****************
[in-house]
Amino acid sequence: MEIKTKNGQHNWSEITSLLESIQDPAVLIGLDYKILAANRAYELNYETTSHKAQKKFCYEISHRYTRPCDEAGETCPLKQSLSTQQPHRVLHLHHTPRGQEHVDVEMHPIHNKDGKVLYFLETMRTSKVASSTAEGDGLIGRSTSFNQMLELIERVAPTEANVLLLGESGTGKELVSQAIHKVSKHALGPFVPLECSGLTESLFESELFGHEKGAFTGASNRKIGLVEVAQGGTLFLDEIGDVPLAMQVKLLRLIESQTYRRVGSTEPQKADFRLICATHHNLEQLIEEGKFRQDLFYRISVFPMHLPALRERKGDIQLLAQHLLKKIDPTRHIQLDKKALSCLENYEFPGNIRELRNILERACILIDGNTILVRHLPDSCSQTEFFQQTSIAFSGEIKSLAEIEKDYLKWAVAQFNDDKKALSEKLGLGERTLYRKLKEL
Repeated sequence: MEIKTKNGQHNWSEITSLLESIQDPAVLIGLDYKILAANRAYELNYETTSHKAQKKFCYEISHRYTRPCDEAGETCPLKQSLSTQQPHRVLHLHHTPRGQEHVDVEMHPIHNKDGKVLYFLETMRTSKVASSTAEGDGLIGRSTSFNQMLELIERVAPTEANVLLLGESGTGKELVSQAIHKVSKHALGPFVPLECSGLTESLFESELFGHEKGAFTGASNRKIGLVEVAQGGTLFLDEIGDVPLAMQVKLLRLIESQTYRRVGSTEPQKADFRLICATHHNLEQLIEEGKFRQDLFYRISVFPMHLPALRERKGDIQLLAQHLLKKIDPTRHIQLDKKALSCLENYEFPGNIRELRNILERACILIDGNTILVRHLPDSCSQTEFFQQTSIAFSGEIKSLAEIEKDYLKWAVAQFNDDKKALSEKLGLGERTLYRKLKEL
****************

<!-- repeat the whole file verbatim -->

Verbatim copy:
[in-house]
Amino acid sequence: MEIKTKNGQHNWSEITSLLESIQDPAVLIGLDYKILAANRAYELNYETTSHKAQKKFCYEISHRYTRPCDEAGETCPLKQSLSTQQPHRVLHLHHTPRGQEHVDVEMHPIHNKDGKVLYFLETMRTSKVASSTAEGDGLIGRSTSFNQMLELIERVAPTEANVLLLGESGTGKELVSQAIHKVSKHALGPFVPLECSGLTESLFESELFGHEKGAFTGASNRKIGLVEVAQGGTLFLDEIGDVPLAMQVKLLRLIESQTYRRVGSTEPQKADFRLICATHHNLEQLIEEGKFRQDLFYRISVFPMHLPALRERKGDIQLLAQHLLKKIDPTRHIQLDKKALSCLENYEFPGNIRELRNILERACILIDGNTILVRHLPDSCSQTEFFQQTSIAFSGEIKSLAEIEKDYLKWAVAQFNDDKKALSEKLGLGERTLYRKLKEL
Repeated sequence: MEIKTKNGQHNWSEITSLLESIQDPAVLIGLDYKILAANRAYELNYETTSHKAQKKFCYEISHRYTRPCDEAGETCPLKQSLSTQQPHRVLHLHHTPRGQEHVDVEMHPIHNKDGKVLYFLETMRTSKVASSTAEGDGLIGRSTSFNQMLELIERVAPTEANVLLLGESGTGKELVSQAIHKVSKHALGPFVPLECSGLTESLFESELFGHEKGAFTGASNRKIGLVEVAQGGTLFLDEIGDVPLAMQVKLLRLIESQTYRRVGSTEPQKADFRLICATHHNLEQLIEEGKFRQDLFYRISVFPMHLPALRERKGDIQLLAQHLLKKIDPTRHIQLDKKALSCLENYEFPGNIRELRNILERACILIDGNTILVRHLPDSCSQTEFFQQTSIAFSGEIKSLAEIEKDYLKWAVAQFNDDKKALSEKLGLGERTLYRKLKEL